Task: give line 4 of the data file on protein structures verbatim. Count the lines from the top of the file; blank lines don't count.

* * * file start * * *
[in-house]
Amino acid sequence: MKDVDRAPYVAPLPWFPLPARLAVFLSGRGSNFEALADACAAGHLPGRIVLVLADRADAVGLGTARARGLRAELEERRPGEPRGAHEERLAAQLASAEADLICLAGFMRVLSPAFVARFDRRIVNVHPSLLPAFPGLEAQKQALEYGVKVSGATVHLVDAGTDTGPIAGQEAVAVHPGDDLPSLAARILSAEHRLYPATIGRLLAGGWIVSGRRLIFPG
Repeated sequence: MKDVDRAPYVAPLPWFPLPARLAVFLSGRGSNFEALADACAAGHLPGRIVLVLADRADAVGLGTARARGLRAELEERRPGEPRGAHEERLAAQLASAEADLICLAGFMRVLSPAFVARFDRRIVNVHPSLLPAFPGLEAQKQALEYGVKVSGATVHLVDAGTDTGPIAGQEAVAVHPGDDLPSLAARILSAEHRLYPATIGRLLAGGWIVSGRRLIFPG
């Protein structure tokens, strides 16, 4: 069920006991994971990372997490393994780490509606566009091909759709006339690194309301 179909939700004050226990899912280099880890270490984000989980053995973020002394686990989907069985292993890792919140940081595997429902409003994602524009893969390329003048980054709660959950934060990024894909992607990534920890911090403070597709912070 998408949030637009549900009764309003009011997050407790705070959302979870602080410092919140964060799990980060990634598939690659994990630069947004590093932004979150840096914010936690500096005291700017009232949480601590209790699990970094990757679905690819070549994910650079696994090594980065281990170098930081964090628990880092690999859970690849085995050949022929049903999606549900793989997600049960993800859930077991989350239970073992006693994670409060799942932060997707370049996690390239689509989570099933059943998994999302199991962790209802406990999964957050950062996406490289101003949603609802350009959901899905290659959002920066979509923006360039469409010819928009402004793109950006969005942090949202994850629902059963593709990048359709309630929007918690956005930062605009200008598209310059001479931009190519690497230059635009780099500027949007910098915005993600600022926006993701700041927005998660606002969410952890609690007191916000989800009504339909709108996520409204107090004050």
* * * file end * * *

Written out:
């Protein structure tokens, strides 16, 4: 069920006991994971990372997490393994780490509606566009091909759709006339690194309301 179909939700004050226990899912280099880890270490984000989980053995973020002394686990989907069985292993890792919140940081595997429902409003994602524009893969390329003048980054709660959950934060990024894909992607990534920890911090403070597709912070 998408949030637009549900009764309003009011997050407790705070959302979870602080410092919140964060799990980060990634598939690659994990630069947004590093932004979150840096914010936690500096005291700017009232949480601590209790699990970094990757679905690819070549994910650079696994090594980065281990170098930081964090628990880092690999859970690849085995050949022929049903999606549900793989997600049960993800859930077991989350239970073992006693994670409060799942932060997707370049996690390239689509989570099933059943998994999302199991962790209802406990999964957050950062996406490289101003949603609802350009959901899905290659959002920066979509923006360039469409010819928009402004793109950006969005942090949202994850629902059963593709990048359709309630929007918690956005930062605009200008598209310059001479931009190519690497230059635009780099500027949007910098915005993600600022926006993701700041927005998660606002969410952890609690007191916000989800009504339909709108996520409204107090004050």